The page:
Since Jackson reported problems with Ventavia to the FDA in September 2020, Pfizer has hired Ventavia as a research subcontractor on four other vaccine clinical trials (covid-19 vaccine in children and young adults, pregnant women, and a booster dose, as well an RSV vaccine trial; NCT04816643, NCT04754594, NCT04955626, NCT05035212). The advisory committee for the Centers for Disease Control and Prevention is set to discuss the covid-19 paediatric vaccine trial on 2 November.

SCHOOL CLOSURES

School closures ‘did not significantly reduce Covid spread’ – The Telegraph (Michigan University Study – TELEGRAPH [takes a few seconds to load] & EVIDENCE NOT FEAR)

  • There is “no evidence” that school closures significantly reduced the spread of Covid, a study has found.

The research, published in the journal Nature Medicine, used data from Japan, where each municipality is responsible for the closure of schools in their areas.

”Empirically, we find no evidence that school closures in Japan caused a significant reduction in the number of coronavirus cases,” they said.

“If opening schools leads to the spread of Covid-19, spikes of cases would occur in the control group; however, these were not observed. The implication is the same: school closures do not help reduce the spread of Covid-19 significantly.”

Separate research, published earlier this year, found the UK had closed schools for longer than anywhere in Europe other than Italy over the past 18 months.

CDC MASK LIES


80% Effective? CDC Chief Floats Argument For Permanent Mask Mandate (WND)

….Kyle Lamb, a data researcher for Republican Gov. Ron DeSantis of Florida, the state with the lowest rate of COVID infection, took issue with Walensky.

“There is not a single study in the entire world that has been produced during the pandemic, or especially before, that shows masks reduce infections by 80%,” he said on Twitter.

“This is the most comically bad misinformation I have ever seen. CDC has been reduced to outright lies.”

Yale Law School professor Samantha Godwin said the CDC director has made “a specific empirical claim for which no data exists.”

“Misinformation breeds justified distrust,” she said on Twitter.

Dr. Jay Bhattacharya, an epidemiologist at the Stanford University School of Medicine, noted everyone is “dunking on” Walensky’s “preposterous tweet about mask efficacy.”

“But it’s an improvement since last year when the former CDC director said masks were better than vaccines,” he said, referring to Dr. Robert Redfield. “At this rate, they’ll get it right in 2050 or so.”

The CDC’s stance on masks has changed since the beginning of the pandemic.​ In March 2020, the agency said masks “are usually not recommended” in “non-health care settings.”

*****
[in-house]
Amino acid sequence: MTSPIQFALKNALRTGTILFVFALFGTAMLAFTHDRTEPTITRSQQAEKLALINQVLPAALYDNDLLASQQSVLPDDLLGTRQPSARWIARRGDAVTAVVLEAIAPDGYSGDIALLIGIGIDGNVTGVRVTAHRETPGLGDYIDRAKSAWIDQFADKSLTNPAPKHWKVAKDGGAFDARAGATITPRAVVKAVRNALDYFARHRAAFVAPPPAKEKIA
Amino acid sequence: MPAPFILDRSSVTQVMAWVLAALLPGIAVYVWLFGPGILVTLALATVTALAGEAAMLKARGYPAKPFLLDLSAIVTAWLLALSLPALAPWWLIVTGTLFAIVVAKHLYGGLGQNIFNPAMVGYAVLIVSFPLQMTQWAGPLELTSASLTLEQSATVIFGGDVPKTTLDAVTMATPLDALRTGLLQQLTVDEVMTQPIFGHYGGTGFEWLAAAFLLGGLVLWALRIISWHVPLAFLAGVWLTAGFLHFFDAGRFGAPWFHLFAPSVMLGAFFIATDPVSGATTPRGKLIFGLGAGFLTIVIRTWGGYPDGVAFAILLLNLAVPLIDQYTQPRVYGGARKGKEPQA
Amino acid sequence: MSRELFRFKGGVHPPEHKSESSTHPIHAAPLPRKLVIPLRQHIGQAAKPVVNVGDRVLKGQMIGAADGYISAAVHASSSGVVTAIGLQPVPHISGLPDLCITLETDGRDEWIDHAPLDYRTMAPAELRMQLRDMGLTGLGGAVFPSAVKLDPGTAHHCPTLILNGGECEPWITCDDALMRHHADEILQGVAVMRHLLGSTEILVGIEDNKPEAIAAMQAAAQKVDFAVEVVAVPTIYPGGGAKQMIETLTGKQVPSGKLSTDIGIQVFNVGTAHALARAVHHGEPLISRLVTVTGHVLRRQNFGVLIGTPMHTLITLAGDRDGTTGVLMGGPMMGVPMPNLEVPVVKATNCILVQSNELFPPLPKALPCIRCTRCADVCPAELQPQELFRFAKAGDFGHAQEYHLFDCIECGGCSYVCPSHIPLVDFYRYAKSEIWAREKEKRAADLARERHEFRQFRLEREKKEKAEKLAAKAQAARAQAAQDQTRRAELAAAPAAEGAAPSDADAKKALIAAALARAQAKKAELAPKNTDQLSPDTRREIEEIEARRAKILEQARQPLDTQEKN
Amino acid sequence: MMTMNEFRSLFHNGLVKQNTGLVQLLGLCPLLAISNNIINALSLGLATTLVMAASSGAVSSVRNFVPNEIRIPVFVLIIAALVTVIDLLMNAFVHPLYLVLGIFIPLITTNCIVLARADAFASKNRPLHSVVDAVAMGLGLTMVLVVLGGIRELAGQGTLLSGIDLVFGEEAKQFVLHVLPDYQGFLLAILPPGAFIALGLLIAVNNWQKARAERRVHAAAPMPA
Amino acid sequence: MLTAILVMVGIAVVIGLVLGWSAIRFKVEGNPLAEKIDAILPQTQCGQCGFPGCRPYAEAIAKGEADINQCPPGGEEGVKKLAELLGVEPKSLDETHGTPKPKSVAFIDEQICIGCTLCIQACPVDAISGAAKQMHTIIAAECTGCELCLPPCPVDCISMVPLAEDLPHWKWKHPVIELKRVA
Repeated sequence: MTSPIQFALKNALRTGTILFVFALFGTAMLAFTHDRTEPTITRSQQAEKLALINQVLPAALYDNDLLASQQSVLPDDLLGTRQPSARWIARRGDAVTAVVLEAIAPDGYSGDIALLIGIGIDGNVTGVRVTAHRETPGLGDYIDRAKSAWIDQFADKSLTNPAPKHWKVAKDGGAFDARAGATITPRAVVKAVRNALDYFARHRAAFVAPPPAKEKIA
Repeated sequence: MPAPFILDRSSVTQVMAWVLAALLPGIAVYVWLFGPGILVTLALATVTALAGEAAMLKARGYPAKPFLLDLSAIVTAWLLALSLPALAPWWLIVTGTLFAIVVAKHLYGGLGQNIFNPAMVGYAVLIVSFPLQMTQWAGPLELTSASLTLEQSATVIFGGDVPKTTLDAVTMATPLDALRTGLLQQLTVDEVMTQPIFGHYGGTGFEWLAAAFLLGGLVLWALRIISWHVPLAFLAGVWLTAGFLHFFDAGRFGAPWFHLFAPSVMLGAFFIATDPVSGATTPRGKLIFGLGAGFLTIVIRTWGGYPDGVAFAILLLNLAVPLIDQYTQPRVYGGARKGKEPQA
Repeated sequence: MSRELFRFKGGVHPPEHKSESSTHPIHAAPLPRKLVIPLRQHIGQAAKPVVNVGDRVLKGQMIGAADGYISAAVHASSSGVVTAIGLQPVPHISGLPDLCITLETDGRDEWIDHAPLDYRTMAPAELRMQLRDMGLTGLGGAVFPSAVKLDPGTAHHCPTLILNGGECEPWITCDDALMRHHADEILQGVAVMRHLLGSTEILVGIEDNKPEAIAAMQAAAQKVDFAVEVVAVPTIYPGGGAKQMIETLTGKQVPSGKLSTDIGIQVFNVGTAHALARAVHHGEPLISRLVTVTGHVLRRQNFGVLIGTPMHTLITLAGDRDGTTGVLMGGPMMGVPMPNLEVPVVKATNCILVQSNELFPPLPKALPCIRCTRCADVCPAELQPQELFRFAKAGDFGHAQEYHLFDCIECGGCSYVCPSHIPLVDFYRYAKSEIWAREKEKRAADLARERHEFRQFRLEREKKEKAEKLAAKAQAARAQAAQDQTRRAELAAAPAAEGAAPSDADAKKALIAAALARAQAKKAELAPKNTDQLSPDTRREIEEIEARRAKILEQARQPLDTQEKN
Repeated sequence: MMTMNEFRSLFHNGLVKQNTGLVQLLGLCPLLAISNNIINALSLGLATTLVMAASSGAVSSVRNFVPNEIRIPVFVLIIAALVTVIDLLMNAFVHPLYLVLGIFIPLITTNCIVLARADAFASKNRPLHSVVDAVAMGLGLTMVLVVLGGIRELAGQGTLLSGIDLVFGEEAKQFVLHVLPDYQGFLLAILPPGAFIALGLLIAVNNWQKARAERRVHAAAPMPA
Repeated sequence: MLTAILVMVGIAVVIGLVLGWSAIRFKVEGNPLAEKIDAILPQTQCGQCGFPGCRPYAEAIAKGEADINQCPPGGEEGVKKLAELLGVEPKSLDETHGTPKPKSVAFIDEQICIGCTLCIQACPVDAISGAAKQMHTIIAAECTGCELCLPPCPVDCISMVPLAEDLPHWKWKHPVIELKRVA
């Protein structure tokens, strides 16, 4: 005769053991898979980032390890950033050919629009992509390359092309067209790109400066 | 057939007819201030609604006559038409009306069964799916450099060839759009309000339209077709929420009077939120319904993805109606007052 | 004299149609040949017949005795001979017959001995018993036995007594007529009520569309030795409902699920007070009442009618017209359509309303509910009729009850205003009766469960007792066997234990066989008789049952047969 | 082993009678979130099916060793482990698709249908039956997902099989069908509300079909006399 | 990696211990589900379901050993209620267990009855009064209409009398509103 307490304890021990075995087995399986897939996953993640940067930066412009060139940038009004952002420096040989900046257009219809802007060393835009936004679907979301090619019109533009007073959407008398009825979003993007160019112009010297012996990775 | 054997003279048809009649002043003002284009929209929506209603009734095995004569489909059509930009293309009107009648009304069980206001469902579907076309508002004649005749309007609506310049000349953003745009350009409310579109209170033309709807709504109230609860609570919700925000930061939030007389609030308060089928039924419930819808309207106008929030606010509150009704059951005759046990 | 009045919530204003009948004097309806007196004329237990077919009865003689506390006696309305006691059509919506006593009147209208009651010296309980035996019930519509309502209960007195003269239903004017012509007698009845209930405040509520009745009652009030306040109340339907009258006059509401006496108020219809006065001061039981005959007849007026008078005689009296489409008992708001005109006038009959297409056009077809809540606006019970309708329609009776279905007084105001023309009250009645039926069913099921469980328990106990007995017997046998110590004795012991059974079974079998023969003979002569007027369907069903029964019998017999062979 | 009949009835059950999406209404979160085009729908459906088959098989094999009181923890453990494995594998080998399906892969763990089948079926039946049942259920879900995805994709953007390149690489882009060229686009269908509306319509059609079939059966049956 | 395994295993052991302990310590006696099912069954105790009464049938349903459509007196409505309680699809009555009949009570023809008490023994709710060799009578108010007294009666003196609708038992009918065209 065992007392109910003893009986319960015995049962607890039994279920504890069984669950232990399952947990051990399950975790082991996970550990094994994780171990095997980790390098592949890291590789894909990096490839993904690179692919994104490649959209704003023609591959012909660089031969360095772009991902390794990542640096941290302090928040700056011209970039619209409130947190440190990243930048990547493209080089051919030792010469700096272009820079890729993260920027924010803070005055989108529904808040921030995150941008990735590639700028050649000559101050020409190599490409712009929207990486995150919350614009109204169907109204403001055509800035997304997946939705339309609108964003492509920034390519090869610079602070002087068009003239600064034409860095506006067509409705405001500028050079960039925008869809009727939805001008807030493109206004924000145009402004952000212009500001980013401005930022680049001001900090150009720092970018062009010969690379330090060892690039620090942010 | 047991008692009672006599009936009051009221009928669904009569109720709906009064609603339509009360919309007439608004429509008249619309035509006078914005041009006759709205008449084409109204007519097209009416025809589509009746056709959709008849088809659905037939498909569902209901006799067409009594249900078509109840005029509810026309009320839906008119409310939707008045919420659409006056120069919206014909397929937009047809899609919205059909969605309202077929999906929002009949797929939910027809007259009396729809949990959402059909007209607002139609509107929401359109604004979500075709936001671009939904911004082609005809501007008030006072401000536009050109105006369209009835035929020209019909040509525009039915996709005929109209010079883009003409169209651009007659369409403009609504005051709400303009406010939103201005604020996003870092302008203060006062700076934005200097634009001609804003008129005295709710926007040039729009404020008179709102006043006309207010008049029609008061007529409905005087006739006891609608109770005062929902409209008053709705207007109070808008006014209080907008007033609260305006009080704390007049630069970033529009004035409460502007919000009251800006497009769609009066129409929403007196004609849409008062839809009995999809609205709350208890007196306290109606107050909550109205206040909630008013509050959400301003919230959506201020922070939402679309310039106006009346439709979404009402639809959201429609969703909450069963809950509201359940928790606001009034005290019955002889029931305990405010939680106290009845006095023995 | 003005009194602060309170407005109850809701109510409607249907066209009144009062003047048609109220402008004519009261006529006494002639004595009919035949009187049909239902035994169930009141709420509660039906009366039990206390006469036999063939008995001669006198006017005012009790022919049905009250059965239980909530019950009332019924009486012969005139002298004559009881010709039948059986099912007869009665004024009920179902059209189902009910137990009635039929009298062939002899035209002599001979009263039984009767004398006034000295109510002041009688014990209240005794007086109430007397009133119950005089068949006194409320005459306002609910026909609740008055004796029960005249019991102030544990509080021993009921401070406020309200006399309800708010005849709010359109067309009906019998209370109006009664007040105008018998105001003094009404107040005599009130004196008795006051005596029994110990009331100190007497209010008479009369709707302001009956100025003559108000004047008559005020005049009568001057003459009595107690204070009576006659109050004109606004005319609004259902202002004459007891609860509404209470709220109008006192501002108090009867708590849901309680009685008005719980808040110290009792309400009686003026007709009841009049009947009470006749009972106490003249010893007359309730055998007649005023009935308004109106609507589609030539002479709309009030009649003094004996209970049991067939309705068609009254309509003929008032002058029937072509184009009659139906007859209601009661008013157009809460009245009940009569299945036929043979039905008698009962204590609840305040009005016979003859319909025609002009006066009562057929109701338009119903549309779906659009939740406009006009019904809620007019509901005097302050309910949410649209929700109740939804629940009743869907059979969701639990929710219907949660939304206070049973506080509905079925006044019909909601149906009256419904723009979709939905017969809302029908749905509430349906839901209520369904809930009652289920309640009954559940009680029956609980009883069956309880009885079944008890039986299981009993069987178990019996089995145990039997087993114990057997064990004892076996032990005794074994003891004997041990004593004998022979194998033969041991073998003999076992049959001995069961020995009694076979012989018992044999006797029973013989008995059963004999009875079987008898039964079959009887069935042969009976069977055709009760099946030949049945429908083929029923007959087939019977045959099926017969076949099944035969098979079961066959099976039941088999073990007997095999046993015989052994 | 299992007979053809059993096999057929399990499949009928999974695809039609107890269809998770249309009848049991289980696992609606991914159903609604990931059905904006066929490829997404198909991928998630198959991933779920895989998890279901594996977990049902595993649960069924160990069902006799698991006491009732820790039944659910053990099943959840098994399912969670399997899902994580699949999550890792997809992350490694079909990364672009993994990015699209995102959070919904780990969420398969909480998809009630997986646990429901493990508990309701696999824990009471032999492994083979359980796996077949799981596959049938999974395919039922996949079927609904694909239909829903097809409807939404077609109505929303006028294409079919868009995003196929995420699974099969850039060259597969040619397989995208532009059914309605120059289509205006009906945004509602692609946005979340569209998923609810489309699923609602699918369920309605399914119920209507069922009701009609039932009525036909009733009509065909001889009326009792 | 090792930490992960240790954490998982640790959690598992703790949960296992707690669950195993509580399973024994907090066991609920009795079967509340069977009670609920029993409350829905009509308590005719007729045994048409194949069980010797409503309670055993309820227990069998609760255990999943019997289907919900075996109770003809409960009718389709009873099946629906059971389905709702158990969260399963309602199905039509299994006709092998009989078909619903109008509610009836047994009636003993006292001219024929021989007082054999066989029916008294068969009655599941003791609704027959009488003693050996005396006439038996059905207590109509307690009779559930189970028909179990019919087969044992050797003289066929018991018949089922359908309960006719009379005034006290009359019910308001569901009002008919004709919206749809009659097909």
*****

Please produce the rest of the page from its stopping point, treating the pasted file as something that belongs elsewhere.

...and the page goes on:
The same month, the World Health Organization recommended people not wear face masks unless they are sick with COVID-19 or caring for someone who is sick. Dr. Mike Ryan, executive director of the WHO health emergencies program, said in March 2020 that there “is no specific evidence to suggest that the wearing of masks by the mass population has any potential benefit.

“In fact, there’s some evidence to suggest the opposite in the misuse of wearing a mask properly or fitting it properly,” he said.

Similarly, in a March 2020 interview with “60 Minutes,” White House coronavirus adviser Dr. Anthony Fauci warned of “unintended consequences,” saying there’s “no reason to be walking around with a mask” in “the middle of an outbreak.”

In May 2020, a CDC study on the use of measures such as face masks in pandemic influenza concluded “evidence from 14 randomized controlled trials of these measures did not support a substantial effect on transmission.”

Fauci and others argue the science has evolved. However, a study earlier this year by the University of Louisville was among many that found that state mask mandates did not help slow the spread of COVID-19. A CDC study in October 2020 indicated that Americans were adhering to mask mandates, but the requirements didn’t appear to have slowed or stopped the spread of the coronavirus. And further, it found, mask-wearing has negative effects. The Association of American Physicians and Surgeons has compiled a page of “Mask Facts” showing that the consensus prior to the coronavirus pandemic was that the effectiveness of mask-wearing by the general public in slowing the spread of a virus is unproven, and there’s evidence it does more harm than good.

Denmark, Norway and Sweden are among the many European nations not requiring masks for school children. Norway has never recommended face masks for schools, and the Norwegian Institute of Public Health explicitly advises against masking primary school-aged children. In Sweden, masks are no longer recommended on public transit, even at rush hour.

In most of the United Kingdom, the New York Times reported, elementary school children and their teachers were not required to wear masks during the delta surge there earlier this year.

A study of masked German schoolchildren published June 30 in the Journal of the American Medical Association Pediatrics found carbon dioxide content in “inhaled air” was at least three-fold higher than German law allows. Complaints by children regarding mask-wearing registered in a German database included irritability, headache and reluctance to go to school. The JAMA paper cited the “dead-space volume of the masks, which collects exhaled carbon dioxide quickly after a short time.”

An analysis published in Nature magazine found that N95 masks do offer some protection from airborne viral diseases, but the common surgical mask, which has holes bigger than the SARS-CoV-2 virus, loses any efficacy after about 20 minutes because of the buildup of vapor from breathing…..